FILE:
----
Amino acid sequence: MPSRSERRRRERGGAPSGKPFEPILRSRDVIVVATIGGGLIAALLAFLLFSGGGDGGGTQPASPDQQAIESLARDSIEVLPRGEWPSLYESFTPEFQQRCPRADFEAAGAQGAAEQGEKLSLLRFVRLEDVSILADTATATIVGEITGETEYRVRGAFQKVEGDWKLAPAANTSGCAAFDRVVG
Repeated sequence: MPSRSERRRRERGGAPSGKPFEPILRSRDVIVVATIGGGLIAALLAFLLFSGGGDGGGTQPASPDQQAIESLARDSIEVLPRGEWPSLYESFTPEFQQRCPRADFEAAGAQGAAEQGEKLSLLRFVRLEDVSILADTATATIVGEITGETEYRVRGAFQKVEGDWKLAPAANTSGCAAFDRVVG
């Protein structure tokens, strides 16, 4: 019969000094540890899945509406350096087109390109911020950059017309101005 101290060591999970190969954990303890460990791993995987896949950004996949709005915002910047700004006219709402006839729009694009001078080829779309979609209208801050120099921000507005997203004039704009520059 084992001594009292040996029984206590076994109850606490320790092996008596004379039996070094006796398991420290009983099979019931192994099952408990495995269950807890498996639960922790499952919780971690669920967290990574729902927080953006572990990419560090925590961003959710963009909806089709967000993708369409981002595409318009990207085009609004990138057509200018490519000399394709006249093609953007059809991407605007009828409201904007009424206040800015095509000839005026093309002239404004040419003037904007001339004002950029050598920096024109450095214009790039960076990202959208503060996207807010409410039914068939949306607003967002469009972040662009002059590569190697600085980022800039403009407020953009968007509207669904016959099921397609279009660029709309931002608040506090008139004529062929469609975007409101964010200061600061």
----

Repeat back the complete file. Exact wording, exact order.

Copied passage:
Amino acid sequence: MPSRSERRRRERGGAPSGKPFEPILRSRDVIVVATIGGGLIAALLAFLLFSGGGDGGGTQPASPDQQAIESLARDSIEVLPRGEWPSLYESFTPEFQQRCPRADFEAAGAQGAAEQGEKLSLLRFVRLEDVSILADTATATIVGEITGETEYRVRGAFQKVEGDWKLAPAANTSGCAAFDRVVG
Repeated sequence: MPSRSERRRRERGGAPSGKPFEPILRSRDVIVVATIGGGLIAALLAFLLFSGGGDGGGTQPASPDQQAIESLARDSIEVLPRGEWPSLYESFTPEFQQRCPRADFEAAGAQGAAEQGEKLSLLRFVRLEDVSILADTATATIVGEITGETEYRVRGAFQKVEGDWKLAPAANTSGCAAFDRVVG
């Protein structure tokens, strides 16, 4: 019969000094540890899945509406350096087109390109911020950059017309101005 101290060591999970190969954990303890460990791993995987896949950004996949709005915002910047700004006219709402006839729009694009001078080829779309979609209208801050120099921000507005997203004039704009520059 084992001594009292040996029984206590076994109850606490320790092996008596004379039996070094006796398991420290009983099979019931192994099952408990495995269950807890498996639960922790499952919780971690669920967290990574729902927080953006572990990419560090925590961003959710963009909806089709967000993708369409981002595409318009990207085009609004990138057509200018490519000399394709006249093609953007059809991407605007009828409201904007009424206040800015095509000839005026093309002239404004040419003037904007001339004002950029050598920096024109450095214009790039960076990202959208503060996207807010409410039914068939949306607003967002469009972040662009002059590569190697600085980022800039403009407020953009968007509207669904016959099921397609279009660029709309931002608040506090008139004529062929469609975007409101964010200061600061």